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The Delhi High Court yesterday dismissed the appeal filed by Reliance Communications Limited against an order of the arbitral tribunal which had directed it to furnish a bank guarantee of Rs. 10 crore.
Reliance Communications and Bharti Infratel Limited had entered into a Master Service Agreement in 2010. However, the former exited from the sites of Bharti Infratel in 2015 citing expiration of its 2G licenses, thereby breaking the agreement.
Bharti Infratel demanded an exit amount close to 40 crores, which led to the arbitration battle between the companies. The arbitral tribunal passed an award in favour of Bharti Infratel in October last year, against which Reliance filed an appeal in the High Court.
Appearing for Reliance Communications, Senior Advocate Ravindra Shrivastava argued that Reliance was holding a 2G license under the Telegraphs Act, so it needed infrastructure for the use of such license, hence it entered into an agreement with Bharti.
He further stated that the Supreme Court delinked the spectrum and license, leading to the termination of the Master Service Agreement by Reliance on account of ‘change of law’ and by ‘efflux of time’, as the licenses granted to it even otherwise were to expire in December 2015.
It was also contended that the amount demanded by Bharti Infratel was speculative, as the damages are yet to be established, proved or quantified.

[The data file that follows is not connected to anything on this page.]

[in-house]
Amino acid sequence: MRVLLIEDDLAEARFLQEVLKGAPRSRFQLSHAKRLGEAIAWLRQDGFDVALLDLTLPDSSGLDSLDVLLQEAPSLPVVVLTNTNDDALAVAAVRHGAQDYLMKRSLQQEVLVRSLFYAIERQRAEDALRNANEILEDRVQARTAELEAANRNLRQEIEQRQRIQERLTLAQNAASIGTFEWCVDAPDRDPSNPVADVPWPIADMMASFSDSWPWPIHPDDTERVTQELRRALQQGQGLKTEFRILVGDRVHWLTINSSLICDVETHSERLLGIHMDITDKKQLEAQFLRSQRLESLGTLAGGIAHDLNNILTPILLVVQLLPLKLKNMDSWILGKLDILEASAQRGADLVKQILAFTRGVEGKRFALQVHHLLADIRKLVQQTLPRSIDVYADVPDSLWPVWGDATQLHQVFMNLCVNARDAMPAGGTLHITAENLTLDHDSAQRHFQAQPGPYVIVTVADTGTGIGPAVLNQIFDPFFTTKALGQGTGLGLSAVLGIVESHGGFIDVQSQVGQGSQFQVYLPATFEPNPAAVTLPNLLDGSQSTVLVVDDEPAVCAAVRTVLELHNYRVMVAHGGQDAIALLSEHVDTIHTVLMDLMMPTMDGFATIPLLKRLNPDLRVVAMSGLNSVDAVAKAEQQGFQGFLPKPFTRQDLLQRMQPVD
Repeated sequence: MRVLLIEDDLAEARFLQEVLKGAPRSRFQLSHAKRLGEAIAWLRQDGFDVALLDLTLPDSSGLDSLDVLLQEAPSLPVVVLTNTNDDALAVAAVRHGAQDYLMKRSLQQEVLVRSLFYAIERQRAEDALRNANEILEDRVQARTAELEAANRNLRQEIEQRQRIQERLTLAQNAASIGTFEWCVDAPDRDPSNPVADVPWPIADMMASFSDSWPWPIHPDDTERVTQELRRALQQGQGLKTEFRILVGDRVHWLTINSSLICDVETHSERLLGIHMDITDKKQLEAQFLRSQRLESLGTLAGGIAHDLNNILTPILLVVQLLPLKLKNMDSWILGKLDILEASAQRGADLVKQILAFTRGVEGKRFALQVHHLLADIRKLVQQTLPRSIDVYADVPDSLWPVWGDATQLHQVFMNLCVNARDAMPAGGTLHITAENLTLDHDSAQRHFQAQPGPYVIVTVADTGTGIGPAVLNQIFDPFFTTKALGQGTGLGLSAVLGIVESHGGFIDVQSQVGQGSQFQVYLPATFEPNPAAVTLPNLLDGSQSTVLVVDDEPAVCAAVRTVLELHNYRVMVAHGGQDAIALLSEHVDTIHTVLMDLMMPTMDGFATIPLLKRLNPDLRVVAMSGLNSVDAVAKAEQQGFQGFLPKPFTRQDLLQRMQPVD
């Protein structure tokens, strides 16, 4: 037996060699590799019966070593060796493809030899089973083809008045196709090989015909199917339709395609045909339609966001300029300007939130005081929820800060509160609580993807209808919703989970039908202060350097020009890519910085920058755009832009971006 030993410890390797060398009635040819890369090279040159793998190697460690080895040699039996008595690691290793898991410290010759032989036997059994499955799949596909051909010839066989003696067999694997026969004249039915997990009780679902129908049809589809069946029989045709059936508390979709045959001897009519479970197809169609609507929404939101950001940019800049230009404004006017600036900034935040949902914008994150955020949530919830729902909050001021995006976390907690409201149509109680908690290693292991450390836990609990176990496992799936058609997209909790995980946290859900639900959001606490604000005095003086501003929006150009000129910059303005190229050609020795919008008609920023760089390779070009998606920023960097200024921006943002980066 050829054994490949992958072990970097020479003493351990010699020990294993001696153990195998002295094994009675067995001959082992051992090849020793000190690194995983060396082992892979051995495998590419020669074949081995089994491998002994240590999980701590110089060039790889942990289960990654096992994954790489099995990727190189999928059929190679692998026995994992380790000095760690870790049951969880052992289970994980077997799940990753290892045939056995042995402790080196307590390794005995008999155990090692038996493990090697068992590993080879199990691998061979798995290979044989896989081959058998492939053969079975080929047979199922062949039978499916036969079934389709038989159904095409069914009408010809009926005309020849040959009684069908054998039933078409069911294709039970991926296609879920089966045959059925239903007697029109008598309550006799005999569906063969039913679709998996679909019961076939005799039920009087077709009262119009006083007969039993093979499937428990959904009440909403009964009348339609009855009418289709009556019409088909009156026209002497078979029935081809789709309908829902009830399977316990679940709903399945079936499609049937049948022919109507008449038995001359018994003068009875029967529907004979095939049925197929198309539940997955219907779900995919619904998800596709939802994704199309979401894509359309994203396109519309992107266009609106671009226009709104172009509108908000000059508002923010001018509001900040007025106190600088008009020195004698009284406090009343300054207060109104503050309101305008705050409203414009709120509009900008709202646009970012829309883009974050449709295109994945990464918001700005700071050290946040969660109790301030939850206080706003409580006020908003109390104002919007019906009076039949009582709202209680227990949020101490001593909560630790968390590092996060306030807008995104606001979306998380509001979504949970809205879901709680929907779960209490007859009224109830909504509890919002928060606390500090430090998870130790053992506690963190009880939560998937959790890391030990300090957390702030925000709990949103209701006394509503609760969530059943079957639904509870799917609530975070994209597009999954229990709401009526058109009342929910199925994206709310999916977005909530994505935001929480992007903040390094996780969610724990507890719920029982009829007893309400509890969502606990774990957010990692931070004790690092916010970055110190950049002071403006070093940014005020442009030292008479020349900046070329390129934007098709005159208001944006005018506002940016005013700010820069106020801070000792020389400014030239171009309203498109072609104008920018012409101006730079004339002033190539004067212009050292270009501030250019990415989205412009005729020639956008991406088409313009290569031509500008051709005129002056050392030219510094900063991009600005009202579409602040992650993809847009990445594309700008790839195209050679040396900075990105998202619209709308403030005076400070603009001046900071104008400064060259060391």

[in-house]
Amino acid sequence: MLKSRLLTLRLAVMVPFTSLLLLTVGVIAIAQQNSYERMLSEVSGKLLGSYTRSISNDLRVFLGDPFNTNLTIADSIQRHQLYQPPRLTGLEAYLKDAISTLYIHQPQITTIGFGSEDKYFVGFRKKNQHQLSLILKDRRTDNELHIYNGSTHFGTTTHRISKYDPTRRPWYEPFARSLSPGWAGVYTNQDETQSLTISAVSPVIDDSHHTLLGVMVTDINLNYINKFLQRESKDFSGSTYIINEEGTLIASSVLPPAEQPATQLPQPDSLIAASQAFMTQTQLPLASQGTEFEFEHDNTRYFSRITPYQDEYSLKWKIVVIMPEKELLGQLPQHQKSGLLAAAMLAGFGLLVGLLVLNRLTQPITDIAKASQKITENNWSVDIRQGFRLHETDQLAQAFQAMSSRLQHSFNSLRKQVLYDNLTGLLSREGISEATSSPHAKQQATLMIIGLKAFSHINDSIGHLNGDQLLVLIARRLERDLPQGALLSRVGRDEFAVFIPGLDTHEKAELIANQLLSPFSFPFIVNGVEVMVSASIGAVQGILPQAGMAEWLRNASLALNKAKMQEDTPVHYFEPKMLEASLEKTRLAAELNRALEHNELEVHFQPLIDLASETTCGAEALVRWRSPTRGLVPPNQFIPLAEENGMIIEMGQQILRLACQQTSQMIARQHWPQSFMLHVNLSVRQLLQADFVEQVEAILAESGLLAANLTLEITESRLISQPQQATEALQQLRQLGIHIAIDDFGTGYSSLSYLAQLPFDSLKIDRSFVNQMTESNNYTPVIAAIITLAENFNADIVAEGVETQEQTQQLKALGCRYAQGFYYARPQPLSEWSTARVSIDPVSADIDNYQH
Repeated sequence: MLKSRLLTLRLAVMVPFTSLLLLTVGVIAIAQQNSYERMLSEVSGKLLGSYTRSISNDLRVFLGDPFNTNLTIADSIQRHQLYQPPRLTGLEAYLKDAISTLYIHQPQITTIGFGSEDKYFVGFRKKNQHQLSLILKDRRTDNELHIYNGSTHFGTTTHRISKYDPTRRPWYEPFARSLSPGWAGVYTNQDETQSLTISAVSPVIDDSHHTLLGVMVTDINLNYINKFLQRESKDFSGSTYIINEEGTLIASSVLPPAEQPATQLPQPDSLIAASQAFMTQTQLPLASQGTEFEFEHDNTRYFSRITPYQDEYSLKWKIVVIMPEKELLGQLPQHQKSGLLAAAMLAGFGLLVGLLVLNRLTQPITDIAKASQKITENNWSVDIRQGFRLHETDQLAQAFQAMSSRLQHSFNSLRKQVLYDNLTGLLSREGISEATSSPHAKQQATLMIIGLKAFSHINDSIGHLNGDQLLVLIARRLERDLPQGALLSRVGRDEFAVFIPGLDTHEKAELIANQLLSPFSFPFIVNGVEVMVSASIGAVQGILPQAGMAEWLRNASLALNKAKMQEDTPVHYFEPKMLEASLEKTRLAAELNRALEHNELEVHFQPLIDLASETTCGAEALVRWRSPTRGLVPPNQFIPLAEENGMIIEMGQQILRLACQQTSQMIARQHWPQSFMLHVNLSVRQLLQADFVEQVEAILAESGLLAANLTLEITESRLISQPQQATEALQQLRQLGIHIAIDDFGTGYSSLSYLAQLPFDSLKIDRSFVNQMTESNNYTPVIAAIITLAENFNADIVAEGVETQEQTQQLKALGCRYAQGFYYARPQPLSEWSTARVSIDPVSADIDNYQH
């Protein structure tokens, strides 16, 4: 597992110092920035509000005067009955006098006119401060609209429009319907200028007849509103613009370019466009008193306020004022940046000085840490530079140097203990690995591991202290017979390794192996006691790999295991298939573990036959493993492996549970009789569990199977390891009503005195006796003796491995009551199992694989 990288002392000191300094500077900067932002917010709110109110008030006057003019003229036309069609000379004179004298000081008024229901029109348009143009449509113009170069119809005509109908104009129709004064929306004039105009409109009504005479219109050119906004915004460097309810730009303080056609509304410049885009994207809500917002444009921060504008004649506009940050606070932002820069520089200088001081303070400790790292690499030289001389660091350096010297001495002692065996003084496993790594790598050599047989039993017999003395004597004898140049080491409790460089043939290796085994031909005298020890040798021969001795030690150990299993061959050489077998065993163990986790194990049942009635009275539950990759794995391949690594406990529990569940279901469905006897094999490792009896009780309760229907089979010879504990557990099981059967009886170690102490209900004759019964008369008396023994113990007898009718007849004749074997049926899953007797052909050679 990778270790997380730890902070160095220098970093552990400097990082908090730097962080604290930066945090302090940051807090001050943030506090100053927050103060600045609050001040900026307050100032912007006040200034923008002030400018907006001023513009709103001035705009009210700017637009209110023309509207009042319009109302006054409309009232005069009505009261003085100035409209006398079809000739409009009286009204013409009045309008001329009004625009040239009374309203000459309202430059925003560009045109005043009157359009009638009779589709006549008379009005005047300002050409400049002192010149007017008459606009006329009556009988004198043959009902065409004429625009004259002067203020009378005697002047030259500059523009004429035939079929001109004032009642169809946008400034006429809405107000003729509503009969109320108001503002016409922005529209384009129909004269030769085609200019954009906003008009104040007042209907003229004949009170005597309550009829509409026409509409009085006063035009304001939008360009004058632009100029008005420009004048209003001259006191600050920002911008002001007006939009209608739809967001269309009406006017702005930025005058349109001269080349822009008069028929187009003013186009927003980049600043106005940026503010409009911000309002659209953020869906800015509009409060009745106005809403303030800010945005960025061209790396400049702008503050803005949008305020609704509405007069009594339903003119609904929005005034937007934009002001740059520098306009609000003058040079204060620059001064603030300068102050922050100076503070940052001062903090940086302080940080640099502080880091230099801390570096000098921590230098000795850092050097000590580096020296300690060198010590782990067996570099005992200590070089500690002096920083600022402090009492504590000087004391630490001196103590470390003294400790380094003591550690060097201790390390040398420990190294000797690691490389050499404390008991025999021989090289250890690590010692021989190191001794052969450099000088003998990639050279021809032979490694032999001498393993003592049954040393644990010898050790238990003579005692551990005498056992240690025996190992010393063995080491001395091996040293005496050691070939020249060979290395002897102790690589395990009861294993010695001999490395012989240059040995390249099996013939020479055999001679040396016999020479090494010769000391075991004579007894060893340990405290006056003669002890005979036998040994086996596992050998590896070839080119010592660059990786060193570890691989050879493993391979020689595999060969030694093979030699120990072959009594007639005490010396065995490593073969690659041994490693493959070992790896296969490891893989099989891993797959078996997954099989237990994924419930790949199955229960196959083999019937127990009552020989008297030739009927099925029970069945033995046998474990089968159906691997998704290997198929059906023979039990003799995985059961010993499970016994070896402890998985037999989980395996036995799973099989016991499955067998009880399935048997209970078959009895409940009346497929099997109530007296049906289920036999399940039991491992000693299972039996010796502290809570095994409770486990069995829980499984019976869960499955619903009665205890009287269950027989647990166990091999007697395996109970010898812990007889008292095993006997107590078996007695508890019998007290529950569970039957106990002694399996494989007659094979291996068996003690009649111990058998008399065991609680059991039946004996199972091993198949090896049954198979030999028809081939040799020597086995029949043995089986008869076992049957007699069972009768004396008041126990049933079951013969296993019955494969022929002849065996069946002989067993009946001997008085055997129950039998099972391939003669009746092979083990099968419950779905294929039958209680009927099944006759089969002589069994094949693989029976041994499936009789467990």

The Single Judge Bench of Justice Yogesh Khanna stated at the outset that the conduct of Reliance was not above board.
“Despite being not granted any stay against the impugned order the petitioner failed to comply with the directions passed by the impugned order and failed to furnish bank guarantee of 10 Crores of a nationalised bank for a period of one year within two weeks from the date of the order.”
As per the agreement, the Court noted, disputes regarding invoices were to be raised within fifteen days of receipt, failing which such invoices were deemed to have been admitted and were to be paid for by the petitioner. Since invoices amounting to Rs. 39 crore were generated by the respondent, and the petitioner failed to raise objections to the same within the time frame, the Court held that the petitioner cannot allege that the claims by respondent are wholly speculative.
The Court also observed that clause 18 of the agreement, which defines change of law, was intentionally kept blank to mean the contract could not be terminated on account of change of law.
In this light, Justice Khanna agreed with the view of the arbitral tribunal to give some protection to the respondent pending the disposal of the arbitral proceedings.
Thus, the Court refused to interfere with the order of the arbitral tribunal directing Reliance to deposit bank guarantees worth 20% of the total dues (amounting to Rs. 10 crore), and held that the amount claimed by the Bharti Infratel was not speculative and was rather based upon the terms of the contract.
Senior Advocate Gopal Jain, who was by instructed by Chandhok & Associates‘ lawyers Karan Chandhiok, Vikram Sobti and Mehul Parti, appeared for Bharti Infratel.